Telling the story of Jesus
Have you ever witnessed an amazing athletic feat? Were you there when a celebrity came to town? There is something exciting about “being there when it happened,” isn’t there?
I remember when our youngest daughter was playing basketball in the B.C. summer games a few years ago. She was part of the underdog team from Prince George, and we were the only fans who drove down to Vancouver Island. Good thing my wife brought a cowbell with her.
Against long odds, Ashley’s team found themselves in the bronze medal game, playing against the powerful (and heavily favoured, if you listened to their intense fans) team from the Fraser Valley. It was an epic game that went back and forth, and of course, it went into overtime. My wife Jennifer and I were standing, yelling and ringing the cowbell. (Yes, even me, the introvert, got caught up in the moment!)
Finally, as time had almost run out, our team hit the last shot and won the game! While the other team and their fans stood in shocked silence, we rushed on the court and celebrated with the team! Lots of emotion, lots of yelling, lots of memories! It was a great time.
And here I am today, telling the story again. Why? Because I was there. I was a witness.
Imagine if you and I lived during the time of Jesus and his first followers. Imagine the stories we could tell about “being there when it happened.” Imagine being a witness for Jesus.
“But you will receive power when the Holy Spirit comes on you; and you will be my witnesses in Jerusalem, and in all Judea and Samaria, and to the ends of the earth” (Acts 1:8).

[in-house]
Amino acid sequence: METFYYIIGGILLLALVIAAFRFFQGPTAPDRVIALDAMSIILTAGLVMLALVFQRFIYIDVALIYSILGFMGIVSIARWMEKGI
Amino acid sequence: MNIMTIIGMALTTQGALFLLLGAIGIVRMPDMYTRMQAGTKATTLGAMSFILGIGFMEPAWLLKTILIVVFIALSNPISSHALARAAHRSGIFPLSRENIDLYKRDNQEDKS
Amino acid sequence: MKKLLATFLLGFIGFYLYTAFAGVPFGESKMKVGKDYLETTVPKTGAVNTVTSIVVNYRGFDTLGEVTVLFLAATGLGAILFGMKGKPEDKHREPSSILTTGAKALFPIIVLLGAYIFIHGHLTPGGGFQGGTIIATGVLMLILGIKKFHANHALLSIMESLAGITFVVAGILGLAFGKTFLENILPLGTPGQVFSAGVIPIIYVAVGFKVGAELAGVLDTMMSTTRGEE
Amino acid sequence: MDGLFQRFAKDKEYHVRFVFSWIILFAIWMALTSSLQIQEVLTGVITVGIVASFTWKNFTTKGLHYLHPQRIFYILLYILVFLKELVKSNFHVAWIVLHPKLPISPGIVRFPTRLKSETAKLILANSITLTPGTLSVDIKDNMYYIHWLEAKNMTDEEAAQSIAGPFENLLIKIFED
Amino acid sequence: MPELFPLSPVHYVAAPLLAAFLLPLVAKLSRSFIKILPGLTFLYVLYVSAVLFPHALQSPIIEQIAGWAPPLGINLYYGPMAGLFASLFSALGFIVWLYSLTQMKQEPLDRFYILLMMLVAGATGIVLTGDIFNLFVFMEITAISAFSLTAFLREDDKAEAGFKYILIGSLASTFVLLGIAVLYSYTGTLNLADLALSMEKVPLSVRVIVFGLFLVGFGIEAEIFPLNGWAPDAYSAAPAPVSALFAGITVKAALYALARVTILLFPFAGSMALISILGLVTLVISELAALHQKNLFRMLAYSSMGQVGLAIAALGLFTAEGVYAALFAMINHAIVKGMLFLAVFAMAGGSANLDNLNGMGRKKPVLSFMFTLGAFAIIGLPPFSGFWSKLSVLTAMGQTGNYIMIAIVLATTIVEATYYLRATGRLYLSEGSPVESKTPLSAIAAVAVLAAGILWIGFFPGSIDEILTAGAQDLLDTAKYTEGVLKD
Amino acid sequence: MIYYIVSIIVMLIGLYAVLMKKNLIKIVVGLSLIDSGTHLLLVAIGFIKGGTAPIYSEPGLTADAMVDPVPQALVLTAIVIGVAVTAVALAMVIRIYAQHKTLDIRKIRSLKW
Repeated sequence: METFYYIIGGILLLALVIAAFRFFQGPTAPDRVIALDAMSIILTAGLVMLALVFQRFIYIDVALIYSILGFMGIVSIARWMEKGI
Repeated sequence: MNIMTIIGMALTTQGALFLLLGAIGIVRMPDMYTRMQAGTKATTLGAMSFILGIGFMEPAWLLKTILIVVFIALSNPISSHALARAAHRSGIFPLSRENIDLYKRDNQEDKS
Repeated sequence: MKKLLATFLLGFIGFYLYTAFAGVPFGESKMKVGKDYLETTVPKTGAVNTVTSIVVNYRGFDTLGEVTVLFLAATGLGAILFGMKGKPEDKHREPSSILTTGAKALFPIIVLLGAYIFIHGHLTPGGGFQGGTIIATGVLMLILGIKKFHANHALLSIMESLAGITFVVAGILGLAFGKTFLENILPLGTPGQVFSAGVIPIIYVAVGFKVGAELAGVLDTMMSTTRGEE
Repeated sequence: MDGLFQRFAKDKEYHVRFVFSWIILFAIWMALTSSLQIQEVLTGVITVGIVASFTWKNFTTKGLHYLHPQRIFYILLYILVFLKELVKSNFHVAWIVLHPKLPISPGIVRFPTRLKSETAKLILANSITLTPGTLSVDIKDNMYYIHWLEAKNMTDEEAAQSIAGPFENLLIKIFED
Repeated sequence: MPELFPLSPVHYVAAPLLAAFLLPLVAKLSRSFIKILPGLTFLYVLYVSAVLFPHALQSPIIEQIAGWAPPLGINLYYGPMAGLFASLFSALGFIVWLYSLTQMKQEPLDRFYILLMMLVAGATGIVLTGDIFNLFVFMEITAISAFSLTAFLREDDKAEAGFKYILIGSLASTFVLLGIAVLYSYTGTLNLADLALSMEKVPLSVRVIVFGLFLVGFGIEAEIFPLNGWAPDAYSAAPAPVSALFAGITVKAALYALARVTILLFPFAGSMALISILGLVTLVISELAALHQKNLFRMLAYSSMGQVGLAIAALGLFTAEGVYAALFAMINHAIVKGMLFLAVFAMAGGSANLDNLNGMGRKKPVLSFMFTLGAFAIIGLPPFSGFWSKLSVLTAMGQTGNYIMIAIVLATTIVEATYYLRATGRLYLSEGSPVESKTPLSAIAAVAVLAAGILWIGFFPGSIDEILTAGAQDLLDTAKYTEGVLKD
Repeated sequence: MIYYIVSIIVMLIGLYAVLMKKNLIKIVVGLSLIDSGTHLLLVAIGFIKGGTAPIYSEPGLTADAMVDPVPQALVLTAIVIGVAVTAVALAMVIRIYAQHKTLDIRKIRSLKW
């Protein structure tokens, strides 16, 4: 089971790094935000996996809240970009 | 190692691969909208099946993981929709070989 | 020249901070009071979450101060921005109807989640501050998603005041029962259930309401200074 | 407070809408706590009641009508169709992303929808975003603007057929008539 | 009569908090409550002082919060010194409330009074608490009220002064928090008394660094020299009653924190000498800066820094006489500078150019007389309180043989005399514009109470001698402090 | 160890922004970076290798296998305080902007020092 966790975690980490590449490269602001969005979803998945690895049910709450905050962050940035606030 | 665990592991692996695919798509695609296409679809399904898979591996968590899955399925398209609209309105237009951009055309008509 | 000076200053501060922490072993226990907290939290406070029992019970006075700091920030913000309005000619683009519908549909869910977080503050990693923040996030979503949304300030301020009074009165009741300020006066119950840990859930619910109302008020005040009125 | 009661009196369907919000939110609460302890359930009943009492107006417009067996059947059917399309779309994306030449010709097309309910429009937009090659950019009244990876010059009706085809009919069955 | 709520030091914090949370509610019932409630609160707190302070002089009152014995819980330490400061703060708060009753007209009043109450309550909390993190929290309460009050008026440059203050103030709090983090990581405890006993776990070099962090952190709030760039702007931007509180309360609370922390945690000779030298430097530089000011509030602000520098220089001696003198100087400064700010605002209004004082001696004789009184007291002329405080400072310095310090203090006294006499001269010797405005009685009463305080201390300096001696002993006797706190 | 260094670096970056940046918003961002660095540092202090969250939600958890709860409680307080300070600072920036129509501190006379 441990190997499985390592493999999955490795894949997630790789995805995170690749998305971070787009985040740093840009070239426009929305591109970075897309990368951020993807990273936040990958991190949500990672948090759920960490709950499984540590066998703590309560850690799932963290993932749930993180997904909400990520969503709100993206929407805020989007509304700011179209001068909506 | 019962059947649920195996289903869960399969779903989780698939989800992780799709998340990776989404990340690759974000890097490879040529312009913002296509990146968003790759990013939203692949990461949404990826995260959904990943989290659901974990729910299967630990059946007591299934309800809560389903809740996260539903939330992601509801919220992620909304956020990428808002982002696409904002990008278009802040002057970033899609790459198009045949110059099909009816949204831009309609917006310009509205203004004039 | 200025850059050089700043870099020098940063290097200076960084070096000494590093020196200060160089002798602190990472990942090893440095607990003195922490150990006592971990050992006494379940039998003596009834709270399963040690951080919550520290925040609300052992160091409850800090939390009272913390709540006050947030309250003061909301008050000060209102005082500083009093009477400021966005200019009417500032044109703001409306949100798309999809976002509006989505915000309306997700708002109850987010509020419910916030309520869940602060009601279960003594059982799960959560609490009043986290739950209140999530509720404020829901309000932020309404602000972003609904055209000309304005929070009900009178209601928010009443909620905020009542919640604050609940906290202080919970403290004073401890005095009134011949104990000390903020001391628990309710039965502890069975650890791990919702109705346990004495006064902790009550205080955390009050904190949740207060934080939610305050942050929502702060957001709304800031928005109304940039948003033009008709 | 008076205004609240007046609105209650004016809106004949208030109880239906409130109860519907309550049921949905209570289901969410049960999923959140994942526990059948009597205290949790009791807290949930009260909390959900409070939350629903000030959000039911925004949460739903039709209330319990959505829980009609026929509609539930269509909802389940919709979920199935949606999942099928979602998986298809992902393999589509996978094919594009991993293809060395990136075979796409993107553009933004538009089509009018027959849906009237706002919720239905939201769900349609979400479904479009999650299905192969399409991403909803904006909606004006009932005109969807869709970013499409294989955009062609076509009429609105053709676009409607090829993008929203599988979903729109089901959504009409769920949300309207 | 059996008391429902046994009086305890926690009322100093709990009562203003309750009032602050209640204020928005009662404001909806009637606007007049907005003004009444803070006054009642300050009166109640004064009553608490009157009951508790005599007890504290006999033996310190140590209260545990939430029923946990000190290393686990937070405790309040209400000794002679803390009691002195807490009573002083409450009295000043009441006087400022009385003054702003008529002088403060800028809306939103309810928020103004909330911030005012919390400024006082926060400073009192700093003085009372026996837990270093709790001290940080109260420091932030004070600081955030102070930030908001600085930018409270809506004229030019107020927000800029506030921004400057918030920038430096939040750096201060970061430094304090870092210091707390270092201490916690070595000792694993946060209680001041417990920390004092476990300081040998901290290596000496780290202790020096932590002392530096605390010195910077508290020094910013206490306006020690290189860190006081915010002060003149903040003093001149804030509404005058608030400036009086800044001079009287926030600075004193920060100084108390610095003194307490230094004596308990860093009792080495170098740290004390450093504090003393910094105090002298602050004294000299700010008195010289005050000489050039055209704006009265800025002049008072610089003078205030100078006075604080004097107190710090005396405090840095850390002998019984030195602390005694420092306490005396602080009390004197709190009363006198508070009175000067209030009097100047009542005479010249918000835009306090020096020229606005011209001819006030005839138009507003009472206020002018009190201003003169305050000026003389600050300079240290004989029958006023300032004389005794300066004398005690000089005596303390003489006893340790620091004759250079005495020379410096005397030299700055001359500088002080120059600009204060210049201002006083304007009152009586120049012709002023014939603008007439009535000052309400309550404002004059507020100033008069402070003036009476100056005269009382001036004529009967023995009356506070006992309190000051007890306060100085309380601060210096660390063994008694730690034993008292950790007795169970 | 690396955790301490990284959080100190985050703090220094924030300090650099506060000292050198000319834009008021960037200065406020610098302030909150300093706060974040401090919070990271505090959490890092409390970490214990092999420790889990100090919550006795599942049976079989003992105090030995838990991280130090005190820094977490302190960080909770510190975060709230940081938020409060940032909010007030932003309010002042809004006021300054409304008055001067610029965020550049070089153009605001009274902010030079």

Luke, the author of both Luke and Acts, uses the term witness 15 times. It seems that Luke has at least three ideas in mind.
Illustration by Colton Floris
Our stories flow from our personal experiences. I can tell the story of the basketball game because I was there. In the same way, you and I can be witnesses for Jesus because we have our own personal experiences with Jesus. And even if I am not a good storyteller, the authenticity of my personal experience will result in me being a credible witness. I know Jesus; therefore I can be a witness for him!
Our stories tell the story of Jesus. Whereas a testimony is a story about myself, a witness tells the story of someone else. Jesus’ words in Acts 1:8 get right to the point, “You will be my witnesses.” The stories we tell are the stories of Jesus.
Our stories are used by the Holy Spirit. When we live and act as witnesses for Jesus, not only are our words used by the Holy Spirit, they are also infused by the Holy Spirit. Something powerful happens when we become witnesses. Our spoken words break past our human limitations and in some mysterious way, God uses them for his purposes and his mission. Simply because we chose to be witnesses. Wow, let that sink in.
What about you and me? What about our churches? Do our words and actions flow out of our personal relationship with Jesus? Do our words and actions tell the story of Jesus? Are our words and actions dependent on the Holy Spirit?
As we start another new year, imagine what could happen if you and I embraced Jesus’ call to be his witnesses right where we are. Nothing fancy. Nothing fearful. Just a simple, ongoing decision to be an active witness for Jesus.
As you and I respond to Jesus, I believe that just like the first century, the world around us will be transformed by the power of God!
[Mark Wessner is president of MB Seminary. He lives in Abbotsford, B.C., with his wife and two daughters.